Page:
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Ex Libris Knowledge Center


Central Discovery Index (CDI)

The Central Discover Index (CDI) is used in Esploro as the source for Smart Harvesting and for auto-population of asset metadata during a manual deposit. CDI has billions of records and adds more daily from multiple sources: publishers, aggregators, and repositories of various kinds. CDI is inclusive and harvests records from all subject domains. There are over 30,000 sources.

Some numbers:

  • 750+ million Journal Articles
  • 730+ million Books / eBooks / Book chapters
  • 110+ million Patents
  • 9+ million Datasets
  • 50+ million Conference Proceedings

See CDI Record Summary and Sources for an A-Z list of list of all the publishers, aggregators, and other content contributors that provide content to CDI.

How often is CDI updated?

CDI harvests records from the various sources on an ongoing basis. The periodicity varies between the sources from daily to monthly.  Some of the key sources, including for example Crossref, are harvested daily. It is important to keep in mind that CDI is indexed twice a week which means that even if the source is harvested daily, records will be added to the index only after the bi-weekly indexing has run.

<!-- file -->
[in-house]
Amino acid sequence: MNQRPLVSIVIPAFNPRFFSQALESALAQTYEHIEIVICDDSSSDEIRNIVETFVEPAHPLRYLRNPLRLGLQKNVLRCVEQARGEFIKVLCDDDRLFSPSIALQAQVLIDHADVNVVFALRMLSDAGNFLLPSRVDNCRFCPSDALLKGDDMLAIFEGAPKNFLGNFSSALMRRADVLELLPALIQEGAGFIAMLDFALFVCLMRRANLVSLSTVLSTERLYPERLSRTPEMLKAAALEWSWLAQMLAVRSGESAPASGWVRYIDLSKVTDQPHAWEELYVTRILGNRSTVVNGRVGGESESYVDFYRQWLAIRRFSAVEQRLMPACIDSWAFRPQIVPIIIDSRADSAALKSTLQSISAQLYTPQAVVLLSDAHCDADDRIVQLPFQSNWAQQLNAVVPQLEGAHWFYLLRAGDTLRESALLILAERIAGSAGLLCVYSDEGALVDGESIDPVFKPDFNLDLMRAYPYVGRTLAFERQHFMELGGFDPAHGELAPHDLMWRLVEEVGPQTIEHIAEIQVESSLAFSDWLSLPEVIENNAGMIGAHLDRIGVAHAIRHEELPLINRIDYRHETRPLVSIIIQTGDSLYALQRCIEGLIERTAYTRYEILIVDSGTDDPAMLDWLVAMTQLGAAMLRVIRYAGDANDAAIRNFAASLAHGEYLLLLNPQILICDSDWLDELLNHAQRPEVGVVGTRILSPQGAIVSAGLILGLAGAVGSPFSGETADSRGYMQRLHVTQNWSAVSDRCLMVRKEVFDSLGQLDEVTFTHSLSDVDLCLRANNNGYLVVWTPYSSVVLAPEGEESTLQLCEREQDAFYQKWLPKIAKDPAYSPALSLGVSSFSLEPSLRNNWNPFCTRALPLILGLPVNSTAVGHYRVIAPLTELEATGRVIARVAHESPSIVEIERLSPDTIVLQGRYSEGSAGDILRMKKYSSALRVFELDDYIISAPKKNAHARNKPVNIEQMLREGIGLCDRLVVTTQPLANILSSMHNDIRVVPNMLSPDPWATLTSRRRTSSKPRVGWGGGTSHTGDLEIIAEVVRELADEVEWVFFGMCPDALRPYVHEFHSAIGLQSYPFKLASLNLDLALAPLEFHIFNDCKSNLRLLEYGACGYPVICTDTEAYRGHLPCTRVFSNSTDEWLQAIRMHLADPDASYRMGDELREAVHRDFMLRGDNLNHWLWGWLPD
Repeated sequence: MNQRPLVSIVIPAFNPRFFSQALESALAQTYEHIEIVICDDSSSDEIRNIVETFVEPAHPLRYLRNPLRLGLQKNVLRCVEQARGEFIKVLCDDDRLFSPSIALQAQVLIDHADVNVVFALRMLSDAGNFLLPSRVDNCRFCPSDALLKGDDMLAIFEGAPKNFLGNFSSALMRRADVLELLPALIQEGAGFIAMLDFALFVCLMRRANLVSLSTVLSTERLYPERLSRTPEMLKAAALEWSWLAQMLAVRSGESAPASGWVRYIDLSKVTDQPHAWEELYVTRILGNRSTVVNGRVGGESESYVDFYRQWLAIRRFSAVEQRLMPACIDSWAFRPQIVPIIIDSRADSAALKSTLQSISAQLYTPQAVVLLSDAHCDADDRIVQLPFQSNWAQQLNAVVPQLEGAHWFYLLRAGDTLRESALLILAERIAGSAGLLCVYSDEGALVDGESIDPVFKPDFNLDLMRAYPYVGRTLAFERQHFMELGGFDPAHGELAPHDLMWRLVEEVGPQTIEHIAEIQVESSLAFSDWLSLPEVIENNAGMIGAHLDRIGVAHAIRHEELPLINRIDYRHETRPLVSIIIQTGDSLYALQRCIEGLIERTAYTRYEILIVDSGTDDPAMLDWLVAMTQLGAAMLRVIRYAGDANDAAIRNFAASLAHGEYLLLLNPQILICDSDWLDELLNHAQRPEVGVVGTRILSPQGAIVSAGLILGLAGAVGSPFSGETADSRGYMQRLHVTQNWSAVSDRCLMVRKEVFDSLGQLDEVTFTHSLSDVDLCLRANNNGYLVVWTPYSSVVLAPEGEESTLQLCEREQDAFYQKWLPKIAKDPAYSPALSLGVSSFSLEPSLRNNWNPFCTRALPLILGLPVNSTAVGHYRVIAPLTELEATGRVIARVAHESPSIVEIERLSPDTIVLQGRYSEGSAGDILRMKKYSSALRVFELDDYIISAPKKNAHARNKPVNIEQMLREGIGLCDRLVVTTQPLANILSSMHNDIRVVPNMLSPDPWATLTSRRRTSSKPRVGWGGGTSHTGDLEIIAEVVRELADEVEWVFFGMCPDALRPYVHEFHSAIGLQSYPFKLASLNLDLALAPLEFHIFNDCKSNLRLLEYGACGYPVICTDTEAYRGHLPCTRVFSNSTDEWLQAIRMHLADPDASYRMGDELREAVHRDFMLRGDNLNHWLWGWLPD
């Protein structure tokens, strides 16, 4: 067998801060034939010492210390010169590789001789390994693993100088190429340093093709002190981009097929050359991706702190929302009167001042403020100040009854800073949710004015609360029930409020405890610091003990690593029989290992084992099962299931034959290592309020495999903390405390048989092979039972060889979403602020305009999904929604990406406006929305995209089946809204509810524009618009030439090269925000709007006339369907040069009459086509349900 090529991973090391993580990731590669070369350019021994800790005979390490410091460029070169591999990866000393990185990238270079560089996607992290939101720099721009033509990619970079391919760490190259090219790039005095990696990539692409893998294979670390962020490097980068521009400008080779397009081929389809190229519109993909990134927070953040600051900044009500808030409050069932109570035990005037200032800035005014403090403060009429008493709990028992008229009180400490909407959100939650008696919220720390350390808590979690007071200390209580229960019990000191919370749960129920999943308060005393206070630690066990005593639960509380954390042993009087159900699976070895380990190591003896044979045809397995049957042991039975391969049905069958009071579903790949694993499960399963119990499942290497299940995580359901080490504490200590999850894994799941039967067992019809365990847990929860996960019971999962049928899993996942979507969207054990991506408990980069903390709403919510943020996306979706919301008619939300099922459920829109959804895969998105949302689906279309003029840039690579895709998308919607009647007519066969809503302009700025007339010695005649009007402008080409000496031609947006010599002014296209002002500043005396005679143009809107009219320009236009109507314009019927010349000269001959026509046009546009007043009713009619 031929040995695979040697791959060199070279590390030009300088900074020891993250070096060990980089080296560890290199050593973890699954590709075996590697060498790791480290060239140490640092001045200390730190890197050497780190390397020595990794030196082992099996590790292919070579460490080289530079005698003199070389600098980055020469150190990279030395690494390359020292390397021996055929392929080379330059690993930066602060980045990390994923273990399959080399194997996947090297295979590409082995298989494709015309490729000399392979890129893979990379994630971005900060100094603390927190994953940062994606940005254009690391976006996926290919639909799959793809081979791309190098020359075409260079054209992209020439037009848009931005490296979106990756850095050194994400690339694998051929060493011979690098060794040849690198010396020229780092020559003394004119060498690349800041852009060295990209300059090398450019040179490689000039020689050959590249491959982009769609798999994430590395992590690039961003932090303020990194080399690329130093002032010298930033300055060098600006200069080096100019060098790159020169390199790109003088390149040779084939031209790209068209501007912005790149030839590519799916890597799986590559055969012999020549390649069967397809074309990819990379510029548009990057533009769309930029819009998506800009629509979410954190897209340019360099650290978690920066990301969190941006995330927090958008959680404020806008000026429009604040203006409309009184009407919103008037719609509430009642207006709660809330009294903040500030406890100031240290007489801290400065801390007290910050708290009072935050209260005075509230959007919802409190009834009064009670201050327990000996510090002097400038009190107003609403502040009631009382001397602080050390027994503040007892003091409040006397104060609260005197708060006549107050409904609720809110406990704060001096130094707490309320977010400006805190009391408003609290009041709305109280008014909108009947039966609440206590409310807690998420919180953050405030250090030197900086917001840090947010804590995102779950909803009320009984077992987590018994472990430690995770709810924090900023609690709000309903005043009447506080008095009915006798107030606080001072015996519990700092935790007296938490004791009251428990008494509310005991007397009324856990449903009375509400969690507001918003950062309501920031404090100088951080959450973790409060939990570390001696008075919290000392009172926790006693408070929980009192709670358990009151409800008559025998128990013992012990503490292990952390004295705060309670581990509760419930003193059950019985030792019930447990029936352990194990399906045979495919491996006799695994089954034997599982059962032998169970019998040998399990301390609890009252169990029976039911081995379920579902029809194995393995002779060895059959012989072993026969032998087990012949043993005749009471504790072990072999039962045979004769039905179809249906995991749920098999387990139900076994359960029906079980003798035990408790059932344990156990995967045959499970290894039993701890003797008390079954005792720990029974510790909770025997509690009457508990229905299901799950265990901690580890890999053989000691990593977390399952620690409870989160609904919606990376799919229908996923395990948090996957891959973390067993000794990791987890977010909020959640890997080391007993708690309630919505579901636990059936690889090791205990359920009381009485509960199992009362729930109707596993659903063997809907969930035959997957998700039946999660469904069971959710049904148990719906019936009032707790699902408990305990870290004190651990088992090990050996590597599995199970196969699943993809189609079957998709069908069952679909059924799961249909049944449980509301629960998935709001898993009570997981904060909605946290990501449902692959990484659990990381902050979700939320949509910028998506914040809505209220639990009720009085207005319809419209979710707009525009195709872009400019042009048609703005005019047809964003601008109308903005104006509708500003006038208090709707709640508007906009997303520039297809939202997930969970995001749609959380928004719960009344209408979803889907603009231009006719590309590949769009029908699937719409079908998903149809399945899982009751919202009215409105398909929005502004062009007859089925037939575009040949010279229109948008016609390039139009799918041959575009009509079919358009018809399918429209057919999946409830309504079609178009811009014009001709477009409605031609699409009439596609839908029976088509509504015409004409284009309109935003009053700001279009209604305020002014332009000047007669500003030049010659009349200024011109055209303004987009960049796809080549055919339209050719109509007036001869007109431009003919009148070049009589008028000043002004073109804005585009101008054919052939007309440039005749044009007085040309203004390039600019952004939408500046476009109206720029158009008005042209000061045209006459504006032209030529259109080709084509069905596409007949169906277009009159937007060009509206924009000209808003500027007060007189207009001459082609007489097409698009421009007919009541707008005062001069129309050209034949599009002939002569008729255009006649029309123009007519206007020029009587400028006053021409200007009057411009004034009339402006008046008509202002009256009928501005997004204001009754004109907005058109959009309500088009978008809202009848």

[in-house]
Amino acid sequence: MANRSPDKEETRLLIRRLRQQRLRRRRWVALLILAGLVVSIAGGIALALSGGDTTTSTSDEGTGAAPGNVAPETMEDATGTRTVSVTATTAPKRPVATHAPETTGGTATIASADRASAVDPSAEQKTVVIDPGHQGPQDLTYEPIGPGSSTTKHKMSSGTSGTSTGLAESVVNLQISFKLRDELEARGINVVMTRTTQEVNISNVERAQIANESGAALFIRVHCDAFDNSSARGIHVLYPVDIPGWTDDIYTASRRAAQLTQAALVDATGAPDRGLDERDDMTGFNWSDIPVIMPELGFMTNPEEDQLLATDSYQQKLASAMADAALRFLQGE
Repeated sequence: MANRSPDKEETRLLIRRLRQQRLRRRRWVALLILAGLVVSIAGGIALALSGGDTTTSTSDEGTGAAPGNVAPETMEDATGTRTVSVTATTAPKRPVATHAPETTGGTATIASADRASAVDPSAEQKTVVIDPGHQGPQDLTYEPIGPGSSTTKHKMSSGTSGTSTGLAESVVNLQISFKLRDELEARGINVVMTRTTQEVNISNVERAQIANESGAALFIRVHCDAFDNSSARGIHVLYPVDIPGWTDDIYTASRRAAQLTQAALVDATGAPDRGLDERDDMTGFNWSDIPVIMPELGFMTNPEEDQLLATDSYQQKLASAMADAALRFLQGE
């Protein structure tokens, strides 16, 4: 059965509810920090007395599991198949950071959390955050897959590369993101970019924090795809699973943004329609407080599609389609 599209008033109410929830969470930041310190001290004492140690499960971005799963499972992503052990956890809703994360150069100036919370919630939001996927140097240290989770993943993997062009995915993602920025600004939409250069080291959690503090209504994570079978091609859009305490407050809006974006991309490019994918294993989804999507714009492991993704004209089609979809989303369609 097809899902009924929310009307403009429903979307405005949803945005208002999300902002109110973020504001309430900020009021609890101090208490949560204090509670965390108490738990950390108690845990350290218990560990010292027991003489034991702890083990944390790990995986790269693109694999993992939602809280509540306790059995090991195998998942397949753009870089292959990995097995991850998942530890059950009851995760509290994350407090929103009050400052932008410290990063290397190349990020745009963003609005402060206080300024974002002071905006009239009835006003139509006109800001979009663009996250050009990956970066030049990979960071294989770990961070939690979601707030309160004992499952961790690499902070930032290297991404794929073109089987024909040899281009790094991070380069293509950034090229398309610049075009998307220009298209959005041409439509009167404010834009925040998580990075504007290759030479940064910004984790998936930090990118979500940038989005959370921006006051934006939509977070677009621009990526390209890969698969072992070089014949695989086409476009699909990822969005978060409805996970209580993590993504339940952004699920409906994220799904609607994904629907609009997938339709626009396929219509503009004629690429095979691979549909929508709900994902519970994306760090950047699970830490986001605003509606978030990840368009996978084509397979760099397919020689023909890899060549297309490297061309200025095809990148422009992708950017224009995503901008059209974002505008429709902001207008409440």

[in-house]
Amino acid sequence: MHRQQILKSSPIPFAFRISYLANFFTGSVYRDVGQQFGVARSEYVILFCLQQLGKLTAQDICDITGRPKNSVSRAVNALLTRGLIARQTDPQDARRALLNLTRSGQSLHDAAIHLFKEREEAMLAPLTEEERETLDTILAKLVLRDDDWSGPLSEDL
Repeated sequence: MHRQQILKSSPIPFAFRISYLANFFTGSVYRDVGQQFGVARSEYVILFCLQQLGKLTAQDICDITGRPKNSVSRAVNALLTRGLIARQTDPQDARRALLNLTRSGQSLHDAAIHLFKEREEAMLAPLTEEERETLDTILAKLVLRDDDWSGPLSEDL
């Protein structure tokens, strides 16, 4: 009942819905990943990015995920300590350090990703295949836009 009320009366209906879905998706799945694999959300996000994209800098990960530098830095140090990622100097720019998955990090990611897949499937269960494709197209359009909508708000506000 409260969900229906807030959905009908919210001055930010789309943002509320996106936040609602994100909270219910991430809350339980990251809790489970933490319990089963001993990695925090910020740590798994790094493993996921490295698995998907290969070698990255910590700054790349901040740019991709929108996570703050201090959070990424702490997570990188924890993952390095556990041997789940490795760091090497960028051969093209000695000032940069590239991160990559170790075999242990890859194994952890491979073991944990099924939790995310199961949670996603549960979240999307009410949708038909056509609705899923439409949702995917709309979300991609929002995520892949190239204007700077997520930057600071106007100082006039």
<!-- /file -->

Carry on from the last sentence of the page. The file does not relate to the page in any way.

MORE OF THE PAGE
Using CDI records for Esploro Assets

As noted above, CDI gets records from many different data providers. Esploro selects a “preferred” record from all sources Esploro can legally use. The following guidelines are used to select the “preferred” record:

  1. Records from Scopus cannot be used and are filtered out.
  2. Preference is then given to records in the following order:
    1. Records with well formatted and rich author information. This means that the first name and last name are split, and the author has affiliation/ORCID/email information. Author information is critical to the author-matching process. Generally speaking, records with good author metadata are good in other areas as well.
    2. Records with DOIs.
    3. Records that have subjects and/or abstracts.
    4. Records from Web of Science.

Record Metadata

With so many sources, the quality of the records in CDI can vary; even records from a single source will vary. Most of the records in CDI have high quality metadata but there are some that are missing data and/or have errors. This can happen even in cases of records from very trustworthy sources, including publishers.

Note the following known issues:

  • There can be occasional duplicates.
  • Author affiliations are very often missing or messy.
  • Author names are sometimes inversed.
  • Corporate authors are sometimes incorrect.
  • Article numbers are missing or added as issue numbers.

The Esploro team is working on improving the results where possible.

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